Christian Drouin Calvados was the highlight of the night.
Cider is an enigma to me. I’ve never really understood its appeal and have typically written it off as something designed for those who enjoy sweeter beverages or those whose tastes are more inclined towards fruity drinks. I know there is more to it than that, but I’ve always tended to gravitate towards beverages I know I’ll enjoy and limit my explorations to the beer and spirit worlds.
With this in mind, I reviewed the events of New York Cider Week and came across Applepalooza, which could be just the thing to push me into the world of fermented apples in its various forms.
Applepalooza featured 13 different makers of either cider or Calvados (a spirit created from distilled hard cider). All of this was held at Astor Center, an events center of sorts above Astor Wines and Spirts, a fine bottle shop in its own right (no beer there, but we can forgive that).
Working my way from table to table, one thing became remarkably clear; I hadn’t given cider the respect it deserves as a complex and varied beverage. Were there big sweet cloying messes? Yes. Were there ciders that tasted like tannic, watered down Motts? Yes. Putting those aside, I found some very nice ciders that fit my tastes. The biggest surprise for me was the number of ciders that featured the unmistakable wild kiss of brettanomyces in their profiles. Some of these ciders were phenomenal, while others unfortunately had a huge plastic / burnt rubber phenolic that made them dumpers. Without further adieu, my top 3 and bottom 3 ciders of Applepalooza.
Top 3 Ciders:
Doc’s Draft Hard Apple Cider – The perfect touch of brett in a hard cider. It put off a distinct barnyard character that blended well with a nice full fruit flavor, touch of skin tannin, and medium sweetness that rounded out the mouthfeel and was cleaned up by the cider’s effervescence.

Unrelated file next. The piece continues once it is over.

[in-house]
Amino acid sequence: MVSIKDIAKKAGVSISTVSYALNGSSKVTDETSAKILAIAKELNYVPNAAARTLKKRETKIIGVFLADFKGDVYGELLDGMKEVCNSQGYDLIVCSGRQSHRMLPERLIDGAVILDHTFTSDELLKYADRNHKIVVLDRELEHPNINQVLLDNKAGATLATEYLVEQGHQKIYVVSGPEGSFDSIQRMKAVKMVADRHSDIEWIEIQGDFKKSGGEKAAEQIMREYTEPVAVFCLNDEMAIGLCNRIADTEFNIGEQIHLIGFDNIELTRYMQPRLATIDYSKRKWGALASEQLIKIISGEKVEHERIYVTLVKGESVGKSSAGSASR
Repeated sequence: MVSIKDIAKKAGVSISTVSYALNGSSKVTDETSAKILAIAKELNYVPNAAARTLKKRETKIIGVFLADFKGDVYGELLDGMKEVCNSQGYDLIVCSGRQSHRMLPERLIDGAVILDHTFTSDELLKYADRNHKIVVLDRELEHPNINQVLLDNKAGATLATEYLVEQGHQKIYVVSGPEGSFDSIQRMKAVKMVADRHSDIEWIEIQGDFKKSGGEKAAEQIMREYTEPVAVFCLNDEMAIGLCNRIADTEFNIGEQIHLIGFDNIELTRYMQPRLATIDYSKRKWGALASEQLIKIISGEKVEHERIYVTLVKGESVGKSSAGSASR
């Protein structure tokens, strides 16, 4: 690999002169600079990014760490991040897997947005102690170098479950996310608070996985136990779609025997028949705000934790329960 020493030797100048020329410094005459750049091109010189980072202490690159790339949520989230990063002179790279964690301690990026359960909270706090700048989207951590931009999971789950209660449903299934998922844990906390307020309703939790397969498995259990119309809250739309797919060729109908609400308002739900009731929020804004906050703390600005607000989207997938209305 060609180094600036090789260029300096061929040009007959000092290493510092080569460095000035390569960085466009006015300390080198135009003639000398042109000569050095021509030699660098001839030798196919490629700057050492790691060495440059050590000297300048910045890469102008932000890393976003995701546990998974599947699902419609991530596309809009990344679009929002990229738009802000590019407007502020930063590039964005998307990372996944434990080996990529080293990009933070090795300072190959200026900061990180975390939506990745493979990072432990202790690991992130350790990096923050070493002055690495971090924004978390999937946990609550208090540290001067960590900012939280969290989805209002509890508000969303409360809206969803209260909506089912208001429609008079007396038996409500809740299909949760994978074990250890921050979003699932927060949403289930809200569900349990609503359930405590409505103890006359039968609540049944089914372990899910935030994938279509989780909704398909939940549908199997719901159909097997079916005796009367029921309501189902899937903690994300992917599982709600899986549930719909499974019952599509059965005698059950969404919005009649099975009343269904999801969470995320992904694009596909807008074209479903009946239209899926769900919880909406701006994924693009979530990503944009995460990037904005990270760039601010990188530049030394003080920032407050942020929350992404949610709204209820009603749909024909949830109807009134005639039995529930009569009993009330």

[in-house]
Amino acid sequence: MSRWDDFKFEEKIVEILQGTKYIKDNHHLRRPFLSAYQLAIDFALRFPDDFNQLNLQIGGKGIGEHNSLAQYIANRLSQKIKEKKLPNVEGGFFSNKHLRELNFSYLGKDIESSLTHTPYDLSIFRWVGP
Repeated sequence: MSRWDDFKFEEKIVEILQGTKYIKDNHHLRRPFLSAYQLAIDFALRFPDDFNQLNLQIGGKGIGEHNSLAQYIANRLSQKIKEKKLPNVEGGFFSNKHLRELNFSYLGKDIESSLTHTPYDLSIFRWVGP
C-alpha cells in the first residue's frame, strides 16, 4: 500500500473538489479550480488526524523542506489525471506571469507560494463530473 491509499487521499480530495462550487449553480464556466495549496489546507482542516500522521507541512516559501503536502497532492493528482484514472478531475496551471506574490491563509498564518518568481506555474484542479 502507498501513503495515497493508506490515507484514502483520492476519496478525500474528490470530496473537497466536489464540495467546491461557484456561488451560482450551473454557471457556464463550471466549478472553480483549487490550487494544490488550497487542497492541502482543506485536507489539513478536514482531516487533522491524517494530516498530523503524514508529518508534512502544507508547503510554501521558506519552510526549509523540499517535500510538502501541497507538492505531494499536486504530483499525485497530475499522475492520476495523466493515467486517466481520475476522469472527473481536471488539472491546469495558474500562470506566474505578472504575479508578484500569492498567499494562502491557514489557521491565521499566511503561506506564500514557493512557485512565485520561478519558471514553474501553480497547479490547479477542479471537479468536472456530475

West County Cider Redfield – Nice complex apple flavor with a good round mouthfeel. Semi-dry but not watery (like a lot of the dry, low alcohol ciders). Quite tart, which helped cut some of the residual sweetness. Light hint of funk.
Eden Vermont Ice Cider, Heirloom Blend – Yes, I said I don’t like sweet ciders. The sweetness in this ice cider teetered on the edge of cloying. To me, this was quite reminiscent of a Sauternes and exhibited a very nice honey character. I couldn’t drink a ton of this, but it’d make a very nice dessert drink.
Bottom 3 Ciders:
Valveran / Villacubera Ciders – All of these Spanish ciders exhibited an overwhelming smokey, burnt plastic, peaty, phenolic. Not pleasant.
Trabanco / Isategi Ciders – I wanted to like these. They had a great funky barnyard nose that was almost Gueuze-like to me. Unfortunately, after drinking them, they also had a big band-aid note similar to the Valveran ciders.
Eden Ice Cider Orleans Apertif – Way too much basil in this one. Completely clashed with the apple character and was all I could taste.
Let’s Talk Calvados
There were three purveyors of Calvados at the event: Clear Creek Distillery (Oregon, USA), Roger Groult Calvados (France), and Christian Drouin Calvados (France). Of these three, Christian Drouin stood head and shoulders above the other two. Clear Creek and Roger Groult were both quite harsh and solventy (especially Clear Creek’s non-barrel aged spirits).
Christian Drouin was pouring their Selection, 1992 Vintage, and 25 Year Calvados. The Selection–quite young compared to the 1992 and 25 Year–exhibits a really nice fruit character. The oak is subdued, but has a hint of vanilla and butterscotch. It is a steal at less than $23; and I was happy to take one home with me. The 1992 vintage had much more oak, exhibited a big butterscotch nose, and had just a hint of fruit. The 25 Year was beautiful. It had layers of aroma including tobacco, butterscotch, vanilla, toasted bread, and on and on. To me, its only detractor was the lack of any fruit character. I would have loved to bring home either the 1992 Vintage ($134.99) or the 25 Year ($143.99), but the cost is simply a little rich for my blood, especially when I can spend 1/3 of the cost on a good single malt or bourbon of equal complexity.